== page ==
Toasting ~ to the sovereign, to fallen comrades (absent friends), to victory, even to a gallant enemy ~ is common in the military …
… Canada has its own tradition in this regard.
December 21st is the anniversary of the founding of The Royal Canadian Regiment, (The RCR) the senior regiment of infantry in Canada’s small regular army. On 21 December 1943 The Royal Canadian Regiment was part of 1st Canadian Division … it had landed at Pachino, in Sicily, in July and had fought its way up to Italy and was now facing the town of Ortona and what was destined to be one of the Regiment’s fiercest battles ever. Ortona was held by tough, disciplined German paratroopers, it was going to have to be taken street by street, house by house, man by man, by the infantry, in cruel hand-to-hand fighting. The Regiment’s commanding officer, Lieutenant Colonel Dan Spry had been sent to command 1st Canadian Infantry Brigade and Major Strome Galloway was the Acting Commanding Officer of The Royal Canadians, as we style ourselves, some others just call us ‘The Royals.’ Colonel Spry came forward to The RCR’s positions to discuss the forthcoming attack with Major Galloway and, at Galloway’s invitation, to drink a toast to the Regiment’s diamond jubilee … while they were plotting the imminent battle they came under enemy fire but a punch made from issue rum, sugar and hot water was prepared and the toast was drunk while, still, being shelled by the enemy. Thus are traditions born.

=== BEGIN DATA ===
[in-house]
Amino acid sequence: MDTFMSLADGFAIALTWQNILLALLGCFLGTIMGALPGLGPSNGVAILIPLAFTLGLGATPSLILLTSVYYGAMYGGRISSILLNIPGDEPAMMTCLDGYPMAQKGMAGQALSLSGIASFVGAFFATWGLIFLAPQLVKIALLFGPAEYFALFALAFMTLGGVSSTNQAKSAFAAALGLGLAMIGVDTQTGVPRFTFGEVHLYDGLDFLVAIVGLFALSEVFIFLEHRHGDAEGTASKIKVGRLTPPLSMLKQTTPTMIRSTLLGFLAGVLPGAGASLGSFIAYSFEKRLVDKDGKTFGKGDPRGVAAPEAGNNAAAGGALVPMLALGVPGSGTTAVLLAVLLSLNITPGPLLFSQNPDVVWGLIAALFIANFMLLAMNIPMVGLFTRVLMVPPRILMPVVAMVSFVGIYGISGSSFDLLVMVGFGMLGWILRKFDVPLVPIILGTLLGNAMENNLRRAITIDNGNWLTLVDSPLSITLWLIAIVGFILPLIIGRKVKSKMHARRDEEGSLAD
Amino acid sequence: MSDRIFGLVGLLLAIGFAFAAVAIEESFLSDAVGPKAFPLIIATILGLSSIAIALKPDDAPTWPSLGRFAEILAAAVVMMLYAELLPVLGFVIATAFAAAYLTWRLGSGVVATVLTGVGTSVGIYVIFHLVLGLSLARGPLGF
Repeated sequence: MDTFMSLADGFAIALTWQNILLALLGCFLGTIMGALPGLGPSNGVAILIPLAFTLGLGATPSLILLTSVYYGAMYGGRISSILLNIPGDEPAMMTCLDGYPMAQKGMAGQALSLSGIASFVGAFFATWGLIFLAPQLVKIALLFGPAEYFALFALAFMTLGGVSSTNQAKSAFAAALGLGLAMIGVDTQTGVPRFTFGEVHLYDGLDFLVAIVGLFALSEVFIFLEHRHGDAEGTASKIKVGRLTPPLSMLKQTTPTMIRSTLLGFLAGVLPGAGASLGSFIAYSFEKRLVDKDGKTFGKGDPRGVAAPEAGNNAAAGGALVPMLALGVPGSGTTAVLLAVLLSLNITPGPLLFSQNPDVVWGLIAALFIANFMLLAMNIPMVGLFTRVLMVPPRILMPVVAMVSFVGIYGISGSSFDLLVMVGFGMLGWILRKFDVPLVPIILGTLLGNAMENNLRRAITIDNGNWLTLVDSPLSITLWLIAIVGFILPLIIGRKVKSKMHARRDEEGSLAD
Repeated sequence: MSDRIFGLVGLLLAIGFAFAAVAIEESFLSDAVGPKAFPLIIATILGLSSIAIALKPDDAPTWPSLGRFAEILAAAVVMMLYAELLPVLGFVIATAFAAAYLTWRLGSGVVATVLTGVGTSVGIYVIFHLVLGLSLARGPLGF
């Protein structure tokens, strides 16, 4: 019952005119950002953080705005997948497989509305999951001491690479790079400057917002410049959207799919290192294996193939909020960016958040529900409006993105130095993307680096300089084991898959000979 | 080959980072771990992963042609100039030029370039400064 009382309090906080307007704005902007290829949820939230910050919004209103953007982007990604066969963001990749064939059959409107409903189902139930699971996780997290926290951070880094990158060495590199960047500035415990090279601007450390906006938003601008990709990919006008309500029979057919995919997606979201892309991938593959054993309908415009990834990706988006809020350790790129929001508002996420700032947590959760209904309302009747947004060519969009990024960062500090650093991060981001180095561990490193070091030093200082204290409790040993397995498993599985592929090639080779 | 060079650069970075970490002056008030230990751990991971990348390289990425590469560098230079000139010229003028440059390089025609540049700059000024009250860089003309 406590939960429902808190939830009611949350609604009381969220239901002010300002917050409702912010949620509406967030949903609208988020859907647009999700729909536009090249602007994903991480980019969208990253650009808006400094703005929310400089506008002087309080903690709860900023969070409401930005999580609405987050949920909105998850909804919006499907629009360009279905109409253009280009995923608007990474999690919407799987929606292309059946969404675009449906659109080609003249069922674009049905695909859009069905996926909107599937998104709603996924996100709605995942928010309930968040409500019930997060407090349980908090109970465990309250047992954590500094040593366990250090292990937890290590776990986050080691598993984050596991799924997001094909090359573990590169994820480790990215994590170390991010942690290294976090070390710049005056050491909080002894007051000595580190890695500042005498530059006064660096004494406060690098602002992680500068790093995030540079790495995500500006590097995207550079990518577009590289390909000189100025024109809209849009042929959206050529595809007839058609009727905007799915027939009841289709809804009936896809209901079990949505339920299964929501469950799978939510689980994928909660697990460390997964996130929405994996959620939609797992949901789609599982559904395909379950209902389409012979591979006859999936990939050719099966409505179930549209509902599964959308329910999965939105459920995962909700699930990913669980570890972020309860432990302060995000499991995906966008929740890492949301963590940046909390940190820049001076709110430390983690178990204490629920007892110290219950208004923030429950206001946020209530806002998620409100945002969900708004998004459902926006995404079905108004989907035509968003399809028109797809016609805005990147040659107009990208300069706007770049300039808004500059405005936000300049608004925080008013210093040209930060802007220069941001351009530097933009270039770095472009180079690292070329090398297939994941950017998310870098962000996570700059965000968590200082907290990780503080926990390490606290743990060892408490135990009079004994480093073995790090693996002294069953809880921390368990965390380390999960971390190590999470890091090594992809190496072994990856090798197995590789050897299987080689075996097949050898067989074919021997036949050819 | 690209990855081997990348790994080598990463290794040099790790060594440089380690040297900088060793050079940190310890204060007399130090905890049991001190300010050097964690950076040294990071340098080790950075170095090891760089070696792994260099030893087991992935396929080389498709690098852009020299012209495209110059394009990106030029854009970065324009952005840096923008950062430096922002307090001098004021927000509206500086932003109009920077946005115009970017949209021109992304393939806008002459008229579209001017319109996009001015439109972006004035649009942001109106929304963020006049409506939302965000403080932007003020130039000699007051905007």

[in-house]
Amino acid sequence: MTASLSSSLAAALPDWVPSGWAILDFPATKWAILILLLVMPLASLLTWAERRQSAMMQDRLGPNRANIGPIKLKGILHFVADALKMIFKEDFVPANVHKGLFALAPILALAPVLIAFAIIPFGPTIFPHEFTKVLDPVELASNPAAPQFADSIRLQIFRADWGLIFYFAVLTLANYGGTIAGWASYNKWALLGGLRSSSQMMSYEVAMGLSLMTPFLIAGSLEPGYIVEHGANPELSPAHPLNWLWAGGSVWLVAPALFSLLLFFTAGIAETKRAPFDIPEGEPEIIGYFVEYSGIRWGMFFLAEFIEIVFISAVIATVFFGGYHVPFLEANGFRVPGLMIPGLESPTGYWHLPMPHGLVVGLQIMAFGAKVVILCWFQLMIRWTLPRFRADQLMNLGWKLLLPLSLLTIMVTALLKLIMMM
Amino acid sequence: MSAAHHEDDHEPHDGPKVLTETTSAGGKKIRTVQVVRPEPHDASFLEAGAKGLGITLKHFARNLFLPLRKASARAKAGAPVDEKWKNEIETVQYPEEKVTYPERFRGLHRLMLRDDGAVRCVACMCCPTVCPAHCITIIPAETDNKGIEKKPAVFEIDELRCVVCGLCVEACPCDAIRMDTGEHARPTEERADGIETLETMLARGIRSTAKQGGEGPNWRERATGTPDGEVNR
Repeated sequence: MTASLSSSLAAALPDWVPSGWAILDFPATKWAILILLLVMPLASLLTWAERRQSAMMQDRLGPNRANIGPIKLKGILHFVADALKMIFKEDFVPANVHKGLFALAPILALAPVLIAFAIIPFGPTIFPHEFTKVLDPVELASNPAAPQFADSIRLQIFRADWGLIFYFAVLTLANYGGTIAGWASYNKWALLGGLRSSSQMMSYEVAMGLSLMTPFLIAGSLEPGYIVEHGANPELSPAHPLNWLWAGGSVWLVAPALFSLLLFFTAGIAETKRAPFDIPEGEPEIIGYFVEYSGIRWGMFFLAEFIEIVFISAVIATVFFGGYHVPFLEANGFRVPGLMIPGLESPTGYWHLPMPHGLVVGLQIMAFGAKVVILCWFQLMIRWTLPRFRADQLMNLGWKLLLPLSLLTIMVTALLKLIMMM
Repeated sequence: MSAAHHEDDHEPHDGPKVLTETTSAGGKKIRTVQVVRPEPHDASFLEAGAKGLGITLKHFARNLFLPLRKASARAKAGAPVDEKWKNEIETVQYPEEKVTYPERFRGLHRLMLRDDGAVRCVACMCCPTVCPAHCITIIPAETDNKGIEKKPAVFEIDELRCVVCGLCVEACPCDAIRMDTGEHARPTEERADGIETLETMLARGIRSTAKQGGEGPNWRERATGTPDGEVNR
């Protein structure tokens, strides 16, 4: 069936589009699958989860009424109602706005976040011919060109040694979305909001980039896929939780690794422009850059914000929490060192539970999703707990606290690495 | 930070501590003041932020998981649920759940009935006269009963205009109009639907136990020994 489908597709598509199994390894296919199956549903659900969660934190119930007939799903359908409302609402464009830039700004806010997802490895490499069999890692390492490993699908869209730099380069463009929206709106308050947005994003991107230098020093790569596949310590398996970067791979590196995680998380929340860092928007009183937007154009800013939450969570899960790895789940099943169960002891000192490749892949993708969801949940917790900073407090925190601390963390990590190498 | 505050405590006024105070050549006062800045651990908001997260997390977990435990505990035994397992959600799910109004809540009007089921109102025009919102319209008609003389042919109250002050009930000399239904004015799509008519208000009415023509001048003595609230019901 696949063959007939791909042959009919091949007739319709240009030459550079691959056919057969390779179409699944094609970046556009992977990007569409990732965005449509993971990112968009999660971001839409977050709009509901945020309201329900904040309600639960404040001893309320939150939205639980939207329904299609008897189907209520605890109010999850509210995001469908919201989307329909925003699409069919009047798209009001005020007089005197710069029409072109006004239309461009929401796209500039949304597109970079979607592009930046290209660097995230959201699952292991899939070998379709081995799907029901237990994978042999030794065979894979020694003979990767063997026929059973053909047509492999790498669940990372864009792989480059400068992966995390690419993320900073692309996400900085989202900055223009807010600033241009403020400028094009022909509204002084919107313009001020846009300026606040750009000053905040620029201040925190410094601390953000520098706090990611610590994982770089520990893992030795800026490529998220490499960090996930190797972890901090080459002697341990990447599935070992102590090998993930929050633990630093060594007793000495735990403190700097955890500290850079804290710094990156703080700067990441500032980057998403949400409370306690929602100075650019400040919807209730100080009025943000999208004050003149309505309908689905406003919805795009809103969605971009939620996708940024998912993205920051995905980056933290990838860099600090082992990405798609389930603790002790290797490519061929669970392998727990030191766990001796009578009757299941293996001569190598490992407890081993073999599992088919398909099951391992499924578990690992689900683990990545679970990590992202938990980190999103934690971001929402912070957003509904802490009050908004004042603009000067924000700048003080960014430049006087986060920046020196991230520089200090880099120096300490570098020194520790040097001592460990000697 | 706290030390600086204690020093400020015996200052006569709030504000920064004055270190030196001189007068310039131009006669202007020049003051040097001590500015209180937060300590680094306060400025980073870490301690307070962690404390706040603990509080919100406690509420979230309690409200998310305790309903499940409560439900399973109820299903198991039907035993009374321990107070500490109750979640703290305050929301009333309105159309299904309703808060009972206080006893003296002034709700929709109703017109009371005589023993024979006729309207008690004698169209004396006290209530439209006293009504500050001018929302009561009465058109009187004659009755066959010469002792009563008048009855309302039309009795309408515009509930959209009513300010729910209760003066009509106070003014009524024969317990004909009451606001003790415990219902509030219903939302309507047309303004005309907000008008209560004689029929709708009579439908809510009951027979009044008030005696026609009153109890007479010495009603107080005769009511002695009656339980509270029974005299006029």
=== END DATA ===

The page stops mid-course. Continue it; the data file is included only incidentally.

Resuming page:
The Ortona Toast is still drunk, every December 21st, by Royal Canadians, serving and retired … it’s still rum and hot water and, by tradition, it is served, in a white coffee mug or cup. Fortunately for we Royal Canadians the toast has most often been drunk in the safety and comfort of our garrison messes and clubs, in Canada or sometimes in e.g. Germany or Cyprus, but not always …
… on December 21st 2006, for example, Brigadier General (now general and Chief of Canada’s Defence Staff) Jon Vance, later commander of the ISAF brigade in Kandahar, and Lieutenant Colonel (now Major General) Omer Lavoie, then the Commanding Officer of the 1st Battalion of The Royal Canadian Regiment, joined the soldiers of the Regiment to repeat the Ortona Toast while in battle.
A regiment is a family … a big, shambling, diverse family but, in many respects, closer, more tightly knit than ‘regular’ families ~ family members who wore different cap badges (the doctor and paymaster and the Signal Corps technician and the armourer) and those who have not seen one another for a quarter or even half century remain “brothers” and “sisters” in arms.
So, today, as I normally do, I will join my Regimental family and I will take up by mug of hot rum and respond “To The Regiment!“